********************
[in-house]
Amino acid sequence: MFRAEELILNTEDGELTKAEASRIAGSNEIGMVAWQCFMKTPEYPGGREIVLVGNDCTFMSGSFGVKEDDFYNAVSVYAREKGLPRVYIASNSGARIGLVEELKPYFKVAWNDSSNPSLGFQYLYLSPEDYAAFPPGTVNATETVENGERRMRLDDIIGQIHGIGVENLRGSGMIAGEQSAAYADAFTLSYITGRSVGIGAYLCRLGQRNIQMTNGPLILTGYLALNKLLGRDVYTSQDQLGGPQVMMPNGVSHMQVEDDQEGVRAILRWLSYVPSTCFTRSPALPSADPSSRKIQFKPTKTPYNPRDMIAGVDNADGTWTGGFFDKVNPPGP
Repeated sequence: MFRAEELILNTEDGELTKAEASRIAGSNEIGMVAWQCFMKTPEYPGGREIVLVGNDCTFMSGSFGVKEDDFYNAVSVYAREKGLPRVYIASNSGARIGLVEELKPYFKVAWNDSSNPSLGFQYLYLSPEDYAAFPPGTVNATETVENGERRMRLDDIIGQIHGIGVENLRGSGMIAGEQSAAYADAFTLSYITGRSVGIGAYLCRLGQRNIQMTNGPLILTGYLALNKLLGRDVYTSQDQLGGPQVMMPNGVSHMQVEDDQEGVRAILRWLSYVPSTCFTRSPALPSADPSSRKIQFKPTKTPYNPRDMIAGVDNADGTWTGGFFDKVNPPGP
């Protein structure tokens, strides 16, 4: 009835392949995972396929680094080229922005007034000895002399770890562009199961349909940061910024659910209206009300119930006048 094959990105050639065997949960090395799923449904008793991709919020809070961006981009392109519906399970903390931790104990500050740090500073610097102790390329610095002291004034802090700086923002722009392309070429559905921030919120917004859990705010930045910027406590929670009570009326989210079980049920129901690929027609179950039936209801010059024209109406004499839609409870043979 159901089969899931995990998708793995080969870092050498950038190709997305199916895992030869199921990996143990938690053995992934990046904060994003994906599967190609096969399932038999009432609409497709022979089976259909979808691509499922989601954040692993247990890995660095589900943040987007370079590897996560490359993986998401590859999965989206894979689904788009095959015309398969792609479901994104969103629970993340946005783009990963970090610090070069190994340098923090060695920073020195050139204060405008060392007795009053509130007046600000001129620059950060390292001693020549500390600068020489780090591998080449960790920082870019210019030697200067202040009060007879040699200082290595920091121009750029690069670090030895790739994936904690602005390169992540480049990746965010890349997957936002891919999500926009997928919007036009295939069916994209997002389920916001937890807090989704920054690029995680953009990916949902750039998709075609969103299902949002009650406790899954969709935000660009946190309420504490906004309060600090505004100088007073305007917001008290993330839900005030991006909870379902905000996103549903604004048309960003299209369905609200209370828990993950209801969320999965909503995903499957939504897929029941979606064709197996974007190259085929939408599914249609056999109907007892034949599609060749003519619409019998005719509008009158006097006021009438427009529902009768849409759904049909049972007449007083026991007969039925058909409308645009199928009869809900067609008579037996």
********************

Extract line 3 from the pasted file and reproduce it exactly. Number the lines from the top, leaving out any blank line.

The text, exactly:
Repeated sequence: MFRAEELILNTEDGELTKAEASRIAGSNEIGMVAWQCFMKTPEYPGGREIVLVGNDCTFMSGSFGVKEDDFYNAVSVYAREKGLPRVYIASNSGARIGLVEELKPYFKVAWNDSSNPSLGFQYLYLSPEDYAAFPPGTVNATETVENGERRMRLDDIIGQIHGIGVENLRGSGMIAGEQSAAYADAFTLSYITGRSVGIGAYLCRLGQRNIQMTNGPLILTGYLALNKLLGRDVYTSQDQLGGPQVMMPNGVSHMQVEDDQEGVRAILRWLSYVPSTCFTRSPALPSADPSSRKIQFKPTKTPYNPRDMIAGVDNADGTWTGGFFDKVNPPGP